lammas.jpgThe Lammas are the UK’s first eco community to have been granted permission to construct a mini village. The nine families involved recently received approval to build straw bale and mud houses on a plot of 76 acres in the middle of nowhere Wales.

The name of the Welsh village where the new community is going to draw up their dwellings is Glandwr. But that’s not likely to connect with you. It’s far, far away from the civilized world as you and I know it. But if the Lammas have their way, that’s going to change. The group have thrown their building plans online so the world can see what they’re up to.

Plan is to construct four detached houses and five attached houses in a mini eco village that will be 75% self sustainable. “We plan to be largely self-sufficient, growing most of our food. We will keep cows, geese, chickens, ducks and bees,” the village’s co-founder Paul Wimbush told a Welsh newspaper.

‘Low impact’ is a buzz word. As is ‘off grid living’ – the extreme version of it. Water will be sourced directly from a live well that’s on site and the Lammas will also collect rainwater from the top of their turf made roofs. For their energy needs, the Lammas will depend on a water turbine system and on a biogas capturing mechanism. The latter is ‘fuelled’ by organic waste, compost toilets and wormeries.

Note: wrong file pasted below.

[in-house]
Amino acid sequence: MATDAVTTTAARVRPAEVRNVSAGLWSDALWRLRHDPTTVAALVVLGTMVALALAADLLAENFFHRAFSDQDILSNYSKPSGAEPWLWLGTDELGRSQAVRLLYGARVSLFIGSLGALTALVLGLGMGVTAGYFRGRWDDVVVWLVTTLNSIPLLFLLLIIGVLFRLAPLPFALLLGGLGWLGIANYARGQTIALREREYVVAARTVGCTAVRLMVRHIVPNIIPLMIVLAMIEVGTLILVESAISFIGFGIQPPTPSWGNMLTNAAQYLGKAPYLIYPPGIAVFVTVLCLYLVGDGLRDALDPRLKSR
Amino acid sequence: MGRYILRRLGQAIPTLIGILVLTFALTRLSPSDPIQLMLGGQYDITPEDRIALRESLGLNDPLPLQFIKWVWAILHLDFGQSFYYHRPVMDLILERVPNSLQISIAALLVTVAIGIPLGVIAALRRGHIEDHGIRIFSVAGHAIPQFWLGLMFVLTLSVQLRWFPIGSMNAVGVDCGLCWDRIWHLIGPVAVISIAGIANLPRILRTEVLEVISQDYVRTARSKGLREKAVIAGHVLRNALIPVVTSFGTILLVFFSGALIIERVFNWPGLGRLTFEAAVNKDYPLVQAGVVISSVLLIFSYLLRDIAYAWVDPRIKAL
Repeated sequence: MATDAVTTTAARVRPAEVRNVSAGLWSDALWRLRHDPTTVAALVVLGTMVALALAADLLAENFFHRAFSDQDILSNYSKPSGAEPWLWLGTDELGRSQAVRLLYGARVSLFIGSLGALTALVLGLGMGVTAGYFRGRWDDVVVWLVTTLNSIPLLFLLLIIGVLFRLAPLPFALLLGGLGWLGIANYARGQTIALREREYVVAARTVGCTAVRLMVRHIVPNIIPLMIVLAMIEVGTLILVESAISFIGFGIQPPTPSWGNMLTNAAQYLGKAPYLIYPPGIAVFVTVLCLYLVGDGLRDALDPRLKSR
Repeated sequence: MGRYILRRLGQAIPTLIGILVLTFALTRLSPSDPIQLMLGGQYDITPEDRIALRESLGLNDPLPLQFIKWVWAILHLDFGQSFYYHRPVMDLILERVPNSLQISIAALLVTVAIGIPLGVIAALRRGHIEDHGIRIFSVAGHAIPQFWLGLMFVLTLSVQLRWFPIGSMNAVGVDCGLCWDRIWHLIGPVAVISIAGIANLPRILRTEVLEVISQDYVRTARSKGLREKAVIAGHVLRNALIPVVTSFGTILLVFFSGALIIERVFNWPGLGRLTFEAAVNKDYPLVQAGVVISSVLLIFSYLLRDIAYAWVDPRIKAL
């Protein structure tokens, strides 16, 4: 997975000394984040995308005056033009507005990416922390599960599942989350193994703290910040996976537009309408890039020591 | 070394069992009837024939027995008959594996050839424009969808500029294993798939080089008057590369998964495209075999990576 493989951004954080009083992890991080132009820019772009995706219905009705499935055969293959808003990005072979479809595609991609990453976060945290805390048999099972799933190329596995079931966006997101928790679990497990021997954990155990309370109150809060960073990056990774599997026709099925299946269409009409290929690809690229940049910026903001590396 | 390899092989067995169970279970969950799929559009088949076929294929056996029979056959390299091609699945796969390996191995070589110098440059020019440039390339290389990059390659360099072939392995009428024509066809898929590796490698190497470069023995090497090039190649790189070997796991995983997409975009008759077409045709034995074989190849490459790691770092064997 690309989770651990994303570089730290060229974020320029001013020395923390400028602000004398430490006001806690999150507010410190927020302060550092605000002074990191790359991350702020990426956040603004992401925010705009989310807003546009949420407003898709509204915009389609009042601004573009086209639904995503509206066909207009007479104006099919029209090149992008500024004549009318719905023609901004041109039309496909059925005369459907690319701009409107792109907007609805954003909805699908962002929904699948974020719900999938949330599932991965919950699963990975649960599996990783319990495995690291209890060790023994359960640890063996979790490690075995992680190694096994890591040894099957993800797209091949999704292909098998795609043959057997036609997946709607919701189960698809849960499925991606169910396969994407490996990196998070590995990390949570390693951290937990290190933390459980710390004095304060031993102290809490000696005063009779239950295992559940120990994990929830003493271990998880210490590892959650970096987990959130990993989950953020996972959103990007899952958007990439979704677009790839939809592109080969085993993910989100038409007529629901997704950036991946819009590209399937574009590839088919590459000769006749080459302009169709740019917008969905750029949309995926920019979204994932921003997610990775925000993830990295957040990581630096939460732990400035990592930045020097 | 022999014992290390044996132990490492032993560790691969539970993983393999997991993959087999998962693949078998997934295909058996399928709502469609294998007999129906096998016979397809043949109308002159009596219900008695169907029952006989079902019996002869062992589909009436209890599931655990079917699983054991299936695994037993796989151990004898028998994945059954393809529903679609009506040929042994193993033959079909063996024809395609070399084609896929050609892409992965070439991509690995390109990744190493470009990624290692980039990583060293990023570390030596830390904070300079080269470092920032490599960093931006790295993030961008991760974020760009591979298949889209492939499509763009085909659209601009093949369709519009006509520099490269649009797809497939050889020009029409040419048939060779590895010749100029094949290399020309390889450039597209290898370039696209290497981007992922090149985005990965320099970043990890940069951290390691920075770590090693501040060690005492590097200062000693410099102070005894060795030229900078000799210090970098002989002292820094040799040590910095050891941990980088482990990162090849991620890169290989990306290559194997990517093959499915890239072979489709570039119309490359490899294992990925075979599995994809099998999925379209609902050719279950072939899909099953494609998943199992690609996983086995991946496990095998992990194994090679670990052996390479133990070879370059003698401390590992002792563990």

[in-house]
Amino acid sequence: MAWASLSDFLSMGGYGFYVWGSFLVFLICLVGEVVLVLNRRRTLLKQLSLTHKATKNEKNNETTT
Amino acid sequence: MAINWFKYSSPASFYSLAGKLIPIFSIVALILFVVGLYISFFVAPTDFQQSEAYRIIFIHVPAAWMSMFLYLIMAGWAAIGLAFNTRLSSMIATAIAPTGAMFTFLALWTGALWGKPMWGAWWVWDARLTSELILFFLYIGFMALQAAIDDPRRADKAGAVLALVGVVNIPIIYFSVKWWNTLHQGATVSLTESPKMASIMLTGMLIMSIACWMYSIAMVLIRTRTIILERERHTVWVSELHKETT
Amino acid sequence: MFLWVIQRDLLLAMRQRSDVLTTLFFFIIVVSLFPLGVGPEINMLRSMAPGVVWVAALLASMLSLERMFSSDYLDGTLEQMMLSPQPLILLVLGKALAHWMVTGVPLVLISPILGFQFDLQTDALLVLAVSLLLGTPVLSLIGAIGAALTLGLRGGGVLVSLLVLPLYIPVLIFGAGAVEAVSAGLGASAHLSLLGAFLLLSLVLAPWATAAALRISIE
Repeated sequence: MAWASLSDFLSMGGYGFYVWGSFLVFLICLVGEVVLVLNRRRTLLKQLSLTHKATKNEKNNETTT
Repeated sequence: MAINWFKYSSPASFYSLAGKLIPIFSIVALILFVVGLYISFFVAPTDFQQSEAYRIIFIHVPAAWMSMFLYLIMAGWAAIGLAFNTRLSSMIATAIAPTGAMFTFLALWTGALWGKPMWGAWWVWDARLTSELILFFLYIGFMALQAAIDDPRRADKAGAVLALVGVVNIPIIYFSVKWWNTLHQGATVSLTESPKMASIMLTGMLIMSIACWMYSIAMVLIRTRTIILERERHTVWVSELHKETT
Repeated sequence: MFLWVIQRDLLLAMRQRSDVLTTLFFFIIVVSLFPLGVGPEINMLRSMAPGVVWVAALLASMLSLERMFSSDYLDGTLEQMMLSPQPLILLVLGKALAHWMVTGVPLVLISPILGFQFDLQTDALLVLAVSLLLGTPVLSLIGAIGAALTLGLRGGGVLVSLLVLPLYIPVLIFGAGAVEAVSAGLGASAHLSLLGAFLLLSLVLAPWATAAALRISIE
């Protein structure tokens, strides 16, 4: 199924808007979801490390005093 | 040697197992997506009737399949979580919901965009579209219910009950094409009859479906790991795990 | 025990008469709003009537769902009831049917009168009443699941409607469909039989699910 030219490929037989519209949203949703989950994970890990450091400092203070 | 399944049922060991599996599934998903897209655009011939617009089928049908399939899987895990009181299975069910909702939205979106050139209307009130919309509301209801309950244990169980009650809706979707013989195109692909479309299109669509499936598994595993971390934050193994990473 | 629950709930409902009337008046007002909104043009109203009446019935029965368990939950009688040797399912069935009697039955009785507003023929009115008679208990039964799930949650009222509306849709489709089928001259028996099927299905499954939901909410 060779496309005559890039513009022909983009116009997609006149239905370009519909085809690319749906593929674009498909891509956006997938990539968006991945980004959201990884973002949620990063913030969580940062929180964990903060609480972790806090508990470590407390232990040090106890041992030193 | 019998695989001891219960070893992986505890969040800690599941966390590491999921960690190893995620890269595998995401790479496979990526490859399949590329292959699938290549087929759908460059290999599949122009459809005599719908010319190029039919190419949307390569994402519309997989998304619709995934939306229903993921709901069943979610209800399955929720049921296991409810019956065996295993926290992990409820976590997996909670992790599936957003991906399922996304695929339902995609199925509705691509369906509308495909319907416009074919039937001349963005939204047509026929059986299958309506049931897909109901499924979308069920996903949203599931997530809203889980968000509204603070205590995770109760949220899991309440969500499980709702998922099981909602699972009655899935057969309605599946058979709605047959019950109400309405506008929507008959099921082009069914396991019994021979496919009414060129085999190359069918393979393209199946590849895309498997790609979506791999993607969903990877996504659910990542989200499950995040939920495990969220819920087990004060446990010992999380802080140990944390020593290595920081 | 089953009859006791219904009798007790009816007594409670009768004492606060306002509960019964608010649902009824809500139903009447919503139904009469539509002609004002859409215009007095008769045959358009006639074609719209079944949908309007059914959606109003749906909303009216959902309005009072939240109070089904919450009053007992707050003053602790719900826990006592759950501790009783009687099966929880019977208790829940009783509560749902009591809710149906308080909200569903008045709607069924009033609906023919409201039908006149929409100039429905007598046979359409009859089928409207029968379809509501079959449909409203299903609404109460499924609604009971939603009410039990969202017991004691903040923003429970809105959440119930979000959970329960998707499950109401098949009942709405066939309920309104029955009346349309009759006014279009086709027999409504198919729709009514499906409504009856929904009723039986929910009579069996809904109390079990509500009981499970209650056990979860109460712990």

So far, only two local authorities in Britain allow for the construction of eco villages similar to the Lammas. Planning for the Welsh project hasn’t been easy. Authorities in Pembrokeshire rejected the Lammas’ first plans citing lack of detail and worries that some of the building materials were not low impact. It took another five months before the Lammas had finalized the detailed plans that obtained the groundbreaking approval.

The Lammas plan to sustain their low-impact footprint by making their own fuel for transportation from coppiced willow and elephant grass. Wimbush told that community members will supplement their income by working one day a week. For the rest of its income, the community will generate income from the production of flax-made linen shawls. It also aims to market compost worms, fruits and vegetables on site and to local shops.

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